Kauai Amakihi

Chlorodrepanis stejnegeri




Fringilline & Cardueline Finches (Fringillidae)

Code 4


Code 6



Breeding Type:


Egg Color:

White with red to dark brown markings.

Number of Eggs:

1 - 4

Incubation Days:


Egg Incubator:


Nest Location:

Built in non blooming ohia trees.

Nest Material:

Roots, twigs, moss, bark and leaf fragments, ferns, and lichens.





Kauai Amakihi: Small honeycreeper, olive-green above and pale yellow to cream-gray below. Face has brown lores and pale yellow supercilium. Chin and throat are pale yellow, wings and tail are gray. Medium length pale horn colored, sickle-shaped bill that is more black on the culmen and tip, paler at base; legs dark horn to purple-gray. Iris is dark brown. Sexes are similar; female less yellow, shorter bill. Juveniles resemble female but are duller. On Maui and Molokai, female is a duller gray-green, but is greener on Hawaii.

Range and Habitat

Kaua'i Amakihi: Endemic to Kauai. They may be found in ohia and mixed ohia-koa forests, but typically prefer elevations above 2000'. They also occur in the Alaka’i Wilderness Preserve and Koke’e State Park, and there is also an isolated population in the Makaleha Mountains. Usually found among the treetops in forests at elevations above 600 meters.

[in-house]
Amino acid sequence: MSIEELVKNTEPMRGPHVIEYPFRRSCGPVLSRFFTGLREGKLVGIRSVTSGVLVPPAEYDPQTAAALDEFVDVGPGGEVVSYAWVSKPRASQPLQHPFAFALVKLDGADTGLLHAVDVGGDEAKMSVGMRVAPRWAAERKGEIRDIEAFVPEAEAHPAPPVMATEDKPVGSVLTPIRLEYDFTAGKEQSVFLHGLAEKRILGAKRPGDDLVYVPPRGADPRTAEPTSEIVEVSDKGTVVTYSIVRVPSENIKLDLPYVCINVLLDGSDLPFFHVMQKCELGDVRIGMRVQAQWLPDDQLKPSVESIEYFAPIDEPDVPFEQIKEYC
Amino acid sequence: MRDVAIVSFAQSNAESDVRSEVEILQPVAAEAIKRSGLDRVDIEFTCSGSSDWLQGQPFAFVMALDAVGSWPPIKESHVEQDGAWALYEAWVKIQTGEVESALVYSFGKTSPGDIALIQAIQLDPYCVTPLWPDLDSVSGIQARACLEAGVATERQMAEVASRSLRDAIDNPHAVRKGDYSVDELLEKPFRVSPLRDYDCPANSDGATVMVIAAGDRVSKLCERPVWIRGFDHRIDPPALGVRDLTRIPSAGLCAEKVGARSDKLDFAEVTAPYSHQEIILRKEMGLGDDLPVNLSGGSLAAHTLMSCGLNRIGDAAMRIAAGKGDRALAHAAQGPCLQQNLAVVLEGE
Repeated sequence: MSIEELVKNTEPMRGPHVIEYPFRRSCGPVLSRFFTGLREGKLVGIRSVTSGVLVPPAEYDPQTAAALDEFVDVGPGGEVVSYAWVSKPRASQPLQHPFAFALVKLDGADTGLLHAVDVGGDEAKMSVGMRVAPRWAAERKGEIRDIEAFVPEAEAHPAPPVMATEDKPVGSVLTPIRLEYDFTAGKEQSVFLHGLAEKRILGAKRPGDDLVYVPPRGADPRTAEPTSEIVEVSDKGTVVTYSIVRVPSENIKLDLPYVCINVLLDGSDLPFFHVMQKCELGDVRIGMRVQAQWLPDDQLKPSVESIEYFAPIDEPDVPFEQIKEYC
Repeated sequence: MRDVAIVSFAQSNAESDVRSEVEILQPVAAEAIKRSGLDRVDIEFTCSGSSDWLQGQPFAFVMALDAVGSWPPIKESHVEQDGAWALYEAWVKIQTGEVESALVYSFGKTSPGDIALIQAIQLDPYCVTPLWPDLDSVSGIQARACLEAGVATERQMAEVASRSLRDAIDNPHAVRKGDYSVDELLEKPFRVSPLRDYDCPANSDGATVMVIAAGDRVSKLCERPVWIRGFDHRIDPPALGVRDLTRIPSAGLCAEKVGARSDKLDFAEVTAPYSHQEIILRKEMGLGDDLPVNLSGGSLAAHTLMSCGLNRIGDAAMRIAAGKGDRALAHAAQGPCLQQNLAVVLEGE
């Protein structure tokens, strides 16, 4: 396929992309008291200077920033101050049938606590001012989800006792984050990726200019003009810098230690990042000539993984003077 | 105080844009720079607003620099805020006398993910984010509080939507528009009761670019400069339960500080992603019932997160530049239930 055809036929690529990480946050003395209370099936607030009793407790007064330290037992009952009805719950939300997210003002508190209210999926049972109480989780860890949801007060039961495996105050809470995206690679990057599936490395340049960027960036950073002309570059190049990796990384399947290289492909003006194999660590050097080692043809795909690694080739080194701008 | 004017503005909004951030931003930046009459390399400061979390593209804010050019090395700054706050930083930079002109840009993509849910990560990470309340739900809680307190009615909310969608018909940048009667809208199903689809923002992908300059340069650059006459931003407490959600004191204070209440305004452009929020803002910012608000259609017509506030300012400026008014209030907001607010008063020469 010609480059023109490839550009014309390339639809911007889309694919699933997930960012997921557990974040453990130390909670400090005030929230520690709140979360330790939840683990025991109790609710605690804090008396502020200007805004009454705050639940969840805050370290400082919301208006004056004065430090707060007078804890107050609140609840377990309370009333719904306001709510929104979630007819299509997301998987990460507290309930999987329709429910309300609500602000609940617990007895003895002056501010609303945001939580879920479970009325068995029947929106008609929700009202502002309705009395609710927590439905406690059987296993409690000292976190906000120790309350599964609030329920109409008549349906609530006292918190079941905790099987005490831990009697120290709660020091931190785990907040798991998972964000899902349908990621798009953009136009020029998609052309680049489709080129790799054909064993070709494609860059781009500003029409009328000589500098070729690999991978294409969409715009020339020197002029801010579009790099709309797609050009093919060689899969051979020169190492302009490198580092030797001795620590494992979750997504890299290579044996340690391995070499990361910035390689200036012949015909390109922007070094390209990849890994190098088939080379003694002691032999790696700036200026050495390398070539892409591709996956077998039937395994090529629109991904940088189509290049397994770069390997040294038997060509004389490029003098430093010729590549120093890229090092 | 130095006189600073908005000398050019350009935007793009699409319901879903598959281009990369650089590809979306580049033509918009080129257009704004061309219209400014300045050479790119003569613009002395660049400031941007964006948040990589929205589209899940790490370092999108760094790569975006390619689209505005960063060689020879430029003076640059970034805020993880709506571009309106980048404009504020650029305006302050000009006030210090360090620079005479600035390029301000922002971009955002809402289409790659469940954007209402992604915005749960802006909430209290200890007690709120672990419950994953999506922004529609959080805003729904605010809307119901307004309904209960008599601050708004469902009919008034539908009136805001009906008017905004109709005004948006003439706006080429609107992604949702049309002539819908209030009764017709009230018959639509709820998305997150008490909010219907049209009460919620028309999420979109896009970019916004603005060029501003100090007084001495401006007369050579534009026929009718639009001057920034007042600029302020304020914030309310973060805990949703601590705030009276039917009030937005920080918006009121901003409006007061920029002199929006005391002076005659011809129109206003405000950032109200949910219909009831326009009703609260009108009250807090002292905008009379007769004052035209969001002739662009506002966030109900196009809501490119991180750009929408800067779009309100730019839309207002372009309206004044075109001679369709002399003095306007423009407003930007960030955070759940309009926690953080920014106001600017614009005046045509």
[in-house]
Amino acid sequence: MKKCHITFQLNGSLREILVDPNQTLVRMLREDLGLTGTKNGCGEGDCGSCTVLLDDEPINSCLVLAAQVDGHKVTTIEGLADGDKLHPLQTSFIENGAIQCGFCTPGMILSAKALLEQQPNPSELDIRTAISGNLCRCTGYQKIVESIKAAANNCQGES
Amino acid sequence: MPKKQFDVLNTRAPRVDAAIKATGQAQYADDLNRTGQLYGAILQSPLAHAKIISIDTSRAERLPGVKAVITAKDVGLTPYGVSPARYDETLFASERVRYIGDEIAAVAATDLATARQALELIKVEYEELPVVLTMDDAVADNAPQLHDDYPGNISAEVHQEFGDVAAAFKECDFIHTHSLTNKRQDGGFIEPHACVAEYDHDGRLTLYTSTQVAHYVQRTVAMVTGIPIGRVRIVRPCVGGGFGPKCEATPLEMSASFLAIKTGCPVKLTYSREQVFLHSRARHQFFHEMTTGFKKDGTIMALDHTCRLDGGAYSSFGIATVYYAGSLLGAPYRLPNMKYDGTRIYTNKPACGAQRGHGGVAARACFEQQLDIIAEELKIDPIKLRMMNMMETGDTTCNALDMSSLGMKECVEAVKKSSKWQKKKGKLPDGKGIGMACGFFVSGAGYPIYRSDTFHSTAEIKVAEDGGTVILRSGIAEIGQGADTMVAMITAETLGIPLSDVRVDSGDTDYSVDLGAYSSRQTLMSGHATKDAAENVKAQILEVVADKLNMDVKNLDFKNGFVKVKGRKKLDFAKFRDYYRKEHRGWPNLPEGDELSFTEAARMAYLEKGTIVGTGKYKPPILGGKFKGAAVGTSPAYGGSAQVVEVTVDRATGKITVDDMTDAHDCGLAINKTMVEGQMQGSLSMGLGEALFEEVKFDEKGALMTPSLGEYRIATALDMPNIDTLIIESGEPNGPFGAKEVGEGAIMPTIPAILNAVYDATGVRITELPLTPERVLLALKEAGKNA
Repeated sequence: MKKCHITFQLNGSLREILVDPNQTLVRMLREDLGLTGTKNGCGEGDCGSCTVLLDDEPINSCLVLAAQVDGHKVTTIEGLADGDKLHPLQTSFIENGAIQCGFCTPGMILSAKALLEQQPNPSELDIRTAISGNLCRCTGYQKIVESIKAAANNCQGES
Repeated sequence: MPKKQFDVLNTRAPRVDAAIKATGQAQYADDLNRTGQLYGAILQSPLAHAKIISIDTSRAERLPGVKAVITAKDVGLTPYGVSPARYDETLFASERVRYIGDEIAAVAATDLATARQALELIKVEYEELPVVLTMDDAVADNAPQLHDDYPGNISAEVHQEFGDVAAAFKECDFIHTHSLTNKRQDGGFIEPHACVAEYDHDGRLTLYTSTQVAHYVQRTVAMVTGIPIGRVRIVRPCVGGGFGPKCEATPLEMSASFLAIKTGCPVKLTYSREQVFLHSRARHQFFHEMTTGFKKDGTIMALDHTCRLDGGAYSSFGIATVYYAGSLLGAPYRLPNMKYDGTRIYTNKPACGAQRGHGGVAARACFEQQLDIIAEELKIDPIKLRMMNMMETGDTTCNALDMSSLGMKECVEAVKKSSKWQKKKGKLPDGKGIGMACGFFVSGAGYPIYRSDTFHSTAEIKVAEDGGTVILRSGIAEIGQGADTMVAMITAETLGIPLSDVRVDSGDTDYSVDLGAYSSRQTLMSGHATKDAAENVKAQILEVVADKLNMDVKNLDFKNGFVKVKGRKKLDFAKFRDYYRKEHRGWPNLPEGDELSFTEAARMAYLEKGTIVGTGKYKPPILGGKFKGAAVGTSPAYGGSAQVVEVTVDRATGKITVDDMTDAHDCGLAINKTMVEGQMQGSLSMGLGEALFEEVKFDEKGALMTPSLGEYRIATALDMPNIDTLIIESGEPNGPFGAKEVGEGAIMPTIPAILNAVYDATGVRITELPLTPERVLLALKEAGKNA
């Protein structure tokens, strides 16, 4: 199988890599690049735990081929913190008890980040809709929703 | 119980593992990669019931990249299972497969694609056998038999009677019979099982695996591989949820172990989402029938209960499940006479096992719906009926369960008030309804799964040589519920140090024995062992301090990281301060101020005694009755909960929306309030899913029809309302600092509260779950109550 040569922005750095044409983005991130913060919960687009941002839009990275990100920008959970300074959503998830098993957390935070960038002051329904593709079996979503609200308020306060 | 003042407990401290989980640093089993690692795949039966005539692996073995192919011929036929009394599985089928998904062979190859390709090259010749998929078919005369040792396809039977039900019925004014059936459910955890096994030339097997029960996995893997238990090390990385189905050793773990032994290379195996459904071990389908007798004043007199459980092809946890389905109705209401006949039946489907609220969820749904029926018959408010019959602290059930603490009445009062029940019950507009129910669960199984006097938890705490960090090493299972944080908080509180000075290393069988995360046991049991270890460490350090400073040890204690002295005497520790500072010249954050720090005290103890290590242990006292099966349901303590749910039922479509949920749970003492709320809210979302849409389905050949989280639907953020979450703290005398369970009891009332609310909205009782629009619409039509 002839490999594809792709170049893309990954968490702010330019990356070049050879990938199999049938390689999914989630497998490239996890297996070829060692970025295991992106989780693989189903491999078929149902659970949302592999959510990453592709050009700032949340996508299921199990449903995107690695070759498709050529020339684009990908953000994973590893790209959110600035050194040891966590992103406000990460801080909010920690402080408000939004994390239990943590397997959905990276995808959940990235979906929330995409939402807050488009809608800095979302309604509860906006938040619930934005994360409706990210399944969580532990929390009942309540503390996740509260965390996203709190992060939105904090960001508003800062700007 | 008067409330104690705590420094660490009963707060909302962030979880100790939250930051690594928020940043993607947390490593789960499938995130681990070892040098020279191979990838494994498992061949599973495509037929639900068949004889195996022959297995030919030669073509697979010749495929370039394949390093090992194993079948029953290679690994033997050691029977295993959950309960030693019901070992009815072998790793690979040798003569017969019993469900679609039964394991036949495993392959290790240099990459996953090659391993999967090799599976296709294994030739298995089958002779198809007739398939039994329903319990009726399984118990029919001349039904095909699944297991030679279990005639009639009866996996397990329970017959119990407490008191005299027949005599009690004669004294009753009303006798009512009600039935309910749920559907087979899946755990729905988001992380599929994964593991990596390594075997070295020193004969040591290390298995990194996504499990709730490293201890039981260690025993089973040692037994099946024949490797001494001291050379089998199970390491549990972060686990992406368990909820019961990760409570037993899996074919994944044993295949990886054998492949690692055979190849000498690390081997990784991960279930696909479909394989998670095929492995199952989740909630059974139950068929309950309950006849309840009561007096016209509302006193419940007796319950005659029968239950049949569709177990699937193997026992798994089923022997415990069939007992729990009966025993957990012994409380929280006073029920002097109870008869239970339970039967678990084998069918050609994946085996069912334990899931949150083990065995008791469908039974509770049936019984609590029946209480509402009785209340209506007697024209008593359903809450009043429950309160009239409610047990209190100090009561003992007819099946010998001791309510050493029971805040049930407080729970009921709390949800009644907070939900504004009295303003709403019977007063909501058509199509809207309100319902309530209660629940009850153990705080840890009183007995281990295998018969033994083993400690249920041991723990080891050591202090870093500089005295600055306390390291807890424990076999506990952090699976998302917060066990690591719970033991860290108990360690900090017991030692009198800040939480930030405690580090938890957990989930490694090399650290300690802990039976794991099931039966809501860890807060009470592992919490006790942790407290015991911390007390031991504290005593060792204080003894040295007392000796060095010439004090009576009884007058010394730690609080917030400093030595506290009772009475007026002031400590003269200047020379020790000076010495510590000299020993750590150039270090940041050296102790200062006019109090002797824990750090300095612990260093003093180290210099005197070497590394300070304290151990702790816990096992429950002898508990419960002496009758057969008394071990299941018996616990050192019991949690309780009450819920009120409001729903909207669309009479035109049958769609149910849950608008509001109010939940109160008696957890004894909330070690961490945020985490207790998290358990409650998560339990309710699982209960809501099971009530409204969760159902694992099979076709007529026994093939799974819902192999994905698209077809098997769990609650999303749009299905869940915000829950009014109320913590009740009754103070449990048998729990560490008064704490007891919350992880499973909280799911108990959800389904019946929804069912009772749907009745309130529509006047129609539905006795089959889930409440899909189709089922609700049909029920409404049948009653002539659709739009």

Breeding and Nesting

Kauai Amakihi: Breeding ranges from March to July. One to four white eggs with red to dark brown uneven markings are laid in a cup-shaped nest built by both sexes out of ohia twigs and aerial roots, mosses, bark and leaves. The female incubates the eggs for 14 days. The male provides food for the female during nest building and incubation. The chicks fledge 18 days after hatching.

Foraging and Feeding

Kauai Amakihi: They feed on insects and other arthropods, nectar, the juices and pulp of fruit, and sap from fluxes in trees. They forage on the trunks and limbs of the Ohia and other trees. They feed on the berries of akia, the flowers of passion fruit and introduced blackberry, and the blossoms of the Methley plum tree. They have a fully tubular tongue and decurved bill adapted for nectar-feeding.


Kauai Amakihi: Song is a variable flat trill, sounds like a quickly repeated "chee". Call is a buzzy "tseet" and a squeaky "chip".

Similar Species

Kauai Amakihi: Anianiau is brighter yellow overall and smaller.

The area of the face just below the bill.
The uppermost central ridge of the upper mandible.
The front part of the head consisting of the bill, eyes, cheeks and chin.
Also called the superciliary, it is the arch of feathers over the eye.
Parts of a Standing bird X
Head Feathers and Markings X
Parts of a Flying bird X